Don't bruise that pig! Retro pork-o-ganda comics.

from Ethan Persoff's COMICS WITH PROBLEMS, scans of a midcentury slaughterhouse graphic novelette advocating against animal mistreatment. I mean, well, advocating against inadvertently bruising cows and pigs before you kill 'em for sweet delicious bacon and steaks. I'm so confused.

Regarding the cell above: "Man, what an unfortunate and unintended history reference," says Ethan.

Previously on Boing Boing:
* About that ginormous beef recall


  1. The swine are all stoked to be herded into trucks on their way to slaughter, grinning like happy children. And the handlers happy as shit, waving their “canvas slappers”. It reminds me of something else from just before mid-century.

  2. I’m not that confused — what would be the point in mistreating the animal? (Besides amusement value, I suppose).

    I’m eating it because it’s tasty, not because I hate it or anything.

  3. This is the kind of thing that animal rights activists should be doing… show food producers how it is in their interest to treat animals well. Instead of fighting them, work with them.

    Hardcore PETAns won’t want to compromise, but then they’ll never really accomplish their goal. For more reasonable animal rights activists, though, this is how to make progress.

    Personally, I eat meat. But I’d like to know that the meat I eat is treated well. Like #4 said, I don’t hate animals… I love them!

  4. Oh, and I work in the oil industry and we’ve figured out that environmentalism and safety are good business… we spend more time making our equipment safe and clean than we do just about any other single thing.

    I would love to deal with environmentalists who were willing to work with me and listen to me rather than just shrilly screaming that we’re raping the environment.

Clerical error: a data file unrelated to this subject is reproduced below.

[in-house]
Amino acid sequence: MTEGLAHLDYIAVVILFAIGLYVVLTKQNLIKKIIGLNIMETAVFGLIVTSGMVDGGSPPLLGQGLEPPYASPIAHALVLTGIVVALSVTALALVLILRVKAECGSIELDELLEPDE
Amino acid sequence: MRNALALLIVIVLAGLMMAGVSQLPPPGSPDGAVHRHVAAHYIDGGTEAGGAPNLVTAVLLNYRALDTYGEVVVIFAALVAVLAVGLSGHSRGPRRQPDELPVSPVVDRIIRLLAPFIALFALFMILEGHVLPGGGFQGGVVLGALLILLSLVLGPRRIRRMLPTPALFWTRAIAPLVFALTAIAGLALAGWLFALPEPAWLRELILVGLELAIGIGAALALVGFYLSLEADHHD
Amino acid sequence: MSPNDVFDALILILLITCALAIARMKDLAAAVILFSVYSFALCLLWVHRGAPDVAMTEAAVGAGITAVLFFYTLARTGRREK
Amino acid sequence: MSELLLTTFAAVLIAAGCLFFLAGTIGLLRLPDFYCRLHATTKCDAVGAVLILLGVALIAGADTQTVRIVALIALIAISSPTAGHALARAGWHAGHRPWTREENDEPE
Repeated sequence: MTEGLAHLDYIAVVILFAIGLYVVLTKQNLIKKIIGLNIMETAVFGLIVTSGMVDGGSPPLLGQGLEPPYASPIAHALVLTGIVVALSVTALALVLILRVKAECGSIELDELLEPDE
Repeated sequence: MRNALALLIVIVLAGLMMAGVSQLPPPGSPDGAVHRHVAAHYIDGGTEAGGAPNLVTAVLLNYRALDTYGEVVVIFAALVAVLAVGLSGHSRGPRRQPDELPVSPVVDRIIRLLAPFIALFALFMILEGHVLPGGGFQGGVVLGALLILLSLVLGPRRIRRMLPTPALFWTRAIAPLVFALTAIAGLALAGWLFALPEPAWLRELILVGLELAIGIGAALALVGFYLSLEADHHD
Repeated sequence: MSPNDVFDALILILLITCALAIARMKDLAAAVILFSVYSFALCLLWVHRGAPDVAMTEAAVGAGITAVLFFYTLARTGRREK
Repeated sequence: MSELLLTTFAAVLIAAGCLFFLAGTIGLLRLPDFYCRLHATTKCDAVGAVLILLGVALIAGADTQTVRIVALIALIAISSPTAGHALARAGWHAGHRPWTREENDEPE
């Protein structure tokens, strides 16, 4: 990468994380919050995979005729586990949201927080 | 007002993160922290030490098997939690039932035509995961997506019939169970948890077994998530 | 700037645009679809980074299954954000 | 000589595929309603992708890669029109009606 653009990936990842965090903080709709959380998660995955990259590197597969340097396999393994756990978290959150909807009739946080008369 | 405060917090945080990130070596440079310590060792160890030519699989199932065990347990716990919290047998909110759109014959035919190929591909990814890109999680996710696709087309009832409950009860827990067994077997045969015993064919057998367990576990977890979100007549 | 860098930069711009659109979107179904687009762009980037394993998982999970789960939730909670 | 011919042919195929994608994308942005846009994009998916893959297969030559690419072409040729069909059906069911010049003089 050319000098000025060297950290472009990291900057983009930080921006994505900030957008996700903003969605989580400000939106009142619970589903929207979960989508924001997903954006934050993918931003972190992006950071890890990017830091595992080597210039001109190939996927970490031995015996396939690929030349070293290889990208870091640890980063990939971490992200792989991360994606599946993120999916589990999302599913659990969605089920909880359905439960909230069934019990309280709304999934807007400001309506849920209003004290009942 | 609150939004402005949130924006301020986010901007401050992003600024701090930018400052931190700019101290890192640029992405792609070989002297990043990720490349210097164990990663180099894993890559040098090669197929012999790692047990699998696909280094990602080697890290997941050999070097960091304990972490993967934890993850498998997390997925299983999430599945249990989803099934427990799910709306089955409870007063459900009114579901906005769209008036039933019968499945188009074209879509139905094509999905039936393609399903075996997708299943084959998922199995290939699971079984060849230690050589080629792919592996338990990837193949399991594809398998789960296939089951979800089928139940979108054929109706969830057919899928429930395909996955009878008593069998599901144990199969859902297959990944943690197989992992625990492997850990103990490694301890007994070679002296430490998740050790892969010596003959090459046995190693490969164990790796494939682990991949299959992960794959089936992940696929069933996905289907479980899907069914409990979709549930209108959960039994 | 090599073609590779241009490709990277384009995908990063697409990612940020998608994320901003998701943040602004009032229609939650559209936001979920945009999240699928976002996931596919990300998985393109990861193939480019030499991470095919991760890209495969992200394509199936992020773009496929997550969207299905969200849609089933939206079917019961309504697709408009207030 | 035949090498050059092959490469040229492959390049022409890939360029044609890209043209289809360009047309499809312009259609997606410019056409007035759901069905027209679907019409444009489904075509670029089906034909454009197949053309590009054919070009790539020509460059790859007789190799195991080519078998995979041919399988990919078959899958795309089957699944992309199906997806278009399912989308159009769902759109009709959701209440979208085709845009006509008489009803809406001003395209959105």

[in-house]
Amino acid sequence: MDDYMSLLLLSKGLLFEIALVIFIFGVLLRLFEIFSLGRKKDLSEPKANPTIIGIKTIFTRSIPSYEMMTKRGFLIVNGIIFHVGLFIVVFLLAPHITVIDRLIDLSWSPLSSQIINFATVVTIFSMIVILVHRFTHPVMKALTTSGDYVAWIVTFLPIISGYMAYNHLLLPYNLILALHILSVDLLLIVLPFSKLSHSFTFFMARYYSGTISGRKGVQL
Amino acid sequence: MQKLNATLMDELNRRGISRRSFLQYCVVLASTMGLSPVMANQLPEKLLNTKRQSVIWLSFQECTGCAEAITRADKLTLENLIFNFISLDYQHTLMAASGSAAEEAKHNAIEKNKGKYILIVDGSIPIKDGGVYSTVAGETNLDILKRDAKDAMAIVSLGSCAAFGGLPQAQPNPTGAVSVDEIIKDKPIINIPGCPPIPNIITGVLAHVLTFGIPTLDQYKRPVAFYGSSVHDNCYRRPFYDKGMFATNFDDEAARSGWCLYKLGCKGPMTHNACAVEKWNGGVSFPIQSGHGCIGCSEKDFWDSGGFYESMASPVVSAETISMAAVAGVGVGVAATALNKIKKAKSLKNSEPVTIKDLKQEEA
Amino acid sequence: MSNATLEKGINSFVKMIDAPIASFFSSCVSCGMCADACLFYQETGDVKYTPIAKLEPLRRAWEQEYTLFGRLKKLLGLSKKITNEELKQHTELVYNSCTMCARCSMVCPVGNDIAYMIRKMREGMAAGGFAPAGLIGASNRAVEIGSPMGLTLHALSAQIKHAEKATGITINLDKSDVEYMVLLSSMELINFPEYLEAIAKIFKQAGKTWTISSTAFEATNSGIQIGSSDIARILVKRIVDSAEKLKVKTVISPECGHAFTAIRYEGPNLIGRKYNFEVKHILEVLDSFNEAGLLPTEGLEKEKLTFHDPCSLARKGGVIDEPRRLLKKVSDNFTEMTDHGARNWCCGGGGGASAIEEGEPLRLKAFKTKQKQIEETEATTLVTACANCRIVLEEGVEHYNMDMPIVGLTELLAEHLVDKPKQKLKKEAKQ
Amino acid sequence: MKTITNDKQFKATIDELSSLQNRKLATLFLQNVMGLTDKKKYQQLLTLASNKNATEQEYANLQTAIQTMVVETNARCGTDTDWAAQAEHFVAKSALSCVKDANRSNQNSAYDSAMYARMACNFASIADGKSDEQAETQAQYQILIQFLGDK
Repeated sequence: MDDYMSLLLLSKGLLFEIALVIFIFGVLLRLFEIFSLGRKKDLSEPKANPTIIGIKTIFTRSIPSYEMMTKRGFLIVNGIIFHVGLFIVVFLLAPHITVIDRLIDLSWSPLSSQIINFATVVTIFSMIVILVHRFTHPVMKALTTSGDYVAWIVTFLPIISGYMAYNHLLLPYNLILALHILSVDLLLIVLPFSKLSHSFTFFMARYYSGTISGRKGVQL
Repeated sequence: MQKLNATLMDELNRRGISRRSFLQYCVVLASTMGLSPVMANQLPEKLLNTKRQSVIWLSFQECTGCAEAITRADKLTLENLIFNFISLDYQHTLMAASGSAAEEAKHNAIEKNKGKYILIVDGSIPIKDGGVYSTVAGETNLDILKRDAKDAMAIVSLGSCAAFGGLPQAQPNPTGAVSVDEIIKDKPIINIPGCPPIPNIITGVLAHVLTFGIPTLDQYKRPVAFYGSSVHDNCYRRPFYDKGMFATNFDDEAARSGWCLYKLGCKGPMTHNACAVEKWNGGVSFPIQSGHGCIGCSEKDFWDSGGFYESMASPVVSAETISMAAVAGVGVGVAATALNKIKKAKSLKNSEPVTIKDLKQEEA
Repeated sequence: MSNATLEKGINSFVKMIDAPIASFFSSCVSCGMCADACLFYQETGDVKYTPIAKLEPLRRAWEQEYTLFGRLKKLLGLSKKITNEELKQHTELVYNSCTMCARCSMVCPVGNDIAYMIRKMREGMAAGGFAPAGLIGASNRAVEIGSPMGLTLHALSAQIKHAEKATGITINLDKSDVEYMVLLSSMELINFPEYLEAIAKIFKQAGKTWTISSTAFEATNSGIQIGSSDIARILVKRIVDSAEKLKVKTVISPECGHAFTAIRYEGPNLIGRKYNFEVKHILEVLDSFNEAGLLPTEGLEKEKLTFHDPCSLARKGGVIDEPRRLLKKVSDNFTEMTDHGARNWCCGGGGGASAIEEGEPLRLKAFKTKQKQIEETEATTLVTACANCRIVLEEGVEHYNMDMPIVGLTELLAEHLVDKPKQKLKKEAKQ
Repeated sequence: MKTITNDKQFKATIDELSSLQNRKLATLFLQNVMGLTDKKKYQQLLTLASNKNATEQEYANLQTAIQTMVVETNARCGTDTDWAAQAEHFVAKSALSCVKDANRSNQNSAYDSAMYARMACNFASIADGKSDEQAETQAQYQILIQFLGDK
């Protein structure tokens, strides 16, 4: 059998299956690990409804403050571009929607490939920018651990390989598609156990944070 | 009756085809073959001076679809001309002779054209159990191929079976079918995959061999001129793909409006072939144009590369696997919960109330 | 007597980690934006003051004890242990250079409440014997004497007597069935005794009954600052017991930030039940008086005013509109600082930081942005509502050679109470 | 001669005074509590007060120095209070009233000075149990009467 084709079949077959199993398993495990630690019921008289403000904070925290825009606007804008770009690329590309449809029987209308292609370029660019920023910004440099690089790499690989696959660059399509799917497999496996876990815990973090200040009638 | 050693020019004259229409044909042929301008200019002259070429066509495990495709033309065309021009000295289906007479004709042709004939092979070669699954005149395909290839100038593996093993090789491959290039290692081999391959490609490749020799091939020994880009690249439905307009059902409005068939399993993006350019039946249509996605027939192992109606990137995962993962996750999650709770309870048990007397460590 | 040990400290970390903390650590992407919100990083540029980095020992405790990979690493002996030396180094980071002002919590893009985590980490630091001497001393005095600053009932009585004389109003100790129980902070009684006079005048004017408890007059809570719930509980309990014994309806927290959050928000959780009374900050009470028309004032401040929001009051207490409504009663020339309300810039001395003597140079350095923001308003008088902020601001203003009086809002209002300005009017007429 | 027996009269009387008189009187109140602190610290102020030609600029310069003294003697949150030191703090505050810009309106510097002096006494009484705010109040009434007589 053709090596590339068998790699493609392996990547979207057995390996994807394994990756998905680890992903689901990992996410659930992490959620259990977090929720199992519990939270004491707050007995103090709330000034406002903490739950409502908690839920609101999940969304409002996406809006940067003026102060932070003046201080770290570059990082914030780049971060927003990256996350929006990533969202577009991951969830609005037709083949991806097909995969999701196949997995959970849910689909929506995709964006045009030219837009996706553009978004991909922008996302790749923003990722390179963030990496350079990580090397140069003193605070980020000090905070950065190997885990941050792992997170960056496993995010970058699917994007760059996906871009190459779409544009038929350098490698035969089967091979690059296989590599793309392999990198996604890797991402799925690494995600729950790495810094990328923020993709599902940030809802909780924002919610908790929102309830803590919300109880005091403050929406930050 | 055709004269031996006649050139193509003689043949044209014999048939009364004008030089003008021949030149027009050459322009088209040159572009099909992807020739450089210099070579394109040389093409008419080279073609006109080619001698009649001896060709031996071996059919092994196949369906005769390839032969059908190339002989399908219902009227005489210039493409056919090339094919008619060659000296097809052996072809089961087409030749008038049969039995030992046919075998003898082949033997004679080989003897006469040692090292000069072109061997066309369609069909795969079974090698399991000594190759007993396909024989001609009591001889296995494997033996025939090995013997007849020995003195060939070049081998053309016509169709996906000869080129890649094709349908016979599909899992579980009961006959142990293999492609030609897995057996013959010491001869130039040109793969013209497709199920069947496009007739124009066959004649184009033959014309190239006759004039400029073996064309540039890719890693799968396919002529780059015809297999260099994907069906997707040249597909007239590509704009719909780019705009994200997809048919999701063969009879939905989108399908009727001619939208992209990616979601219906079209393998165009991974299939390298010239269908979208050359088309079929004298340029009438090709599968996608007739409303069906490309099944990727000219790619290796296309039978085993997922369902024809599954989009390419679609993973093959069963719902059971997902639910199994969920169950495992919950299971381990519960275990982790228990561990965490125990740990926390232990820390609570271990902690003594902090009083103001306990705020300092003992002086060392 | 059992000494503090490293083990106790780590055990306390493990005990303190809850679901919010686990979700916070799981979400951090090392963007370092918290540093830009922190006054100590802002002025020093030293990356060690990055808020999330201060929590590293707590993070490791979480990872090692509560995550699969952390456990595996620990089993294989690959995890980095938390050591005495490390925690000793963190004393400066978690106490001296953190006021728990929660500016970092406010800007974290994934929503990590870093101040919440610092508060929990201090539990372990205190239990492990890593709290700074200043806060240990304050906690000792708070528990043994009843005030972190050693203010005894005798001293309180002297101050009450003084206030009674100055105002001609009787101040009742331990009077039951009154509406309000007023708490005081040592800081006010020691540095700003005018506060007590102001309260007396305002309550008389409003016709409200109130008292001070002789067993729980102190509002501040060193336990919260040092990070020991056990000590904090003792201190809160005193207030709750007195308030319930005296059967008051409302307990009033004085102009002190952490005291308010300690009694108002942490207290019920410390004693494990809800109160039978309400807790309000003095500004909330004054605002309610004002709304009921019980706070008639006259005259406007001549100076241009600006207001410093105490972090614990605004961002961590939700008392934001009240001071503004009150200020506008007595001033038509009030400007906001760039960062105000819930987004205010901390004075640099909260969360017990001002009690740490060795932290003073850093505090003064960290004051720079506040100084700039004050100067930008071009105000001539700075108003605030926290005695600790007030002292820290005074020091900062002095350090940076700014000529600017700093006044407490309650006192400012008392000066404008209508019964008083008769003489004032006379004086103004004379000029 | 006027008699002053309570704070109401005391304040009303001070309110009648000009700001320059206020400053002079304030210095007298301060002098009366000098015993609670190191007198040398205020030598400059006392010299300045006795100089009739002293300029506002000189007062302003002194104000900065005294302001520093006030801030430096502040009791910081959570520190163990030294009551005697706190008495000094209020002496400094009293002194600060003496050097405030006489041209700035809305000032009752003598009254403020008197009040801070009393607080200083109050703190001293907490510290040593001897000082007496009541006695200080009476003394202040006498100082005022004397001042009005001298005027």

5. “canvas slappers” ? is that what the golf pro and the railroad engineer are waving about? oh, and #8, perhaps NOW the oil industry is BEGINNING to work on environmentally safe and clean equipment (in the countries that require it) however, when it comes to environmental rape, they and the military industrial complex ( who, it would seem, work pretty much together) undoubtedly kick the most hella-ass! woot-woot! #1!

  6. I just love the “canvas slappers” cartoon…piggies and stock handlers just havin’ a fine old time, like snapping towels in the locker room. (Any odds on when that image will be repurposed for a BDSM personal ad? Err…not that I’d ever know where such a thing would be seen…)

  7. I would rather the pig have a life, then not have a life at all… but I might be mistaken in my thinking that the pigs slaughtered aren’t wild (having been captured and taken from their babies)

    I would definitely feel better about my food if the meat I ate where given the five star treatment (I want some rockstar beef!)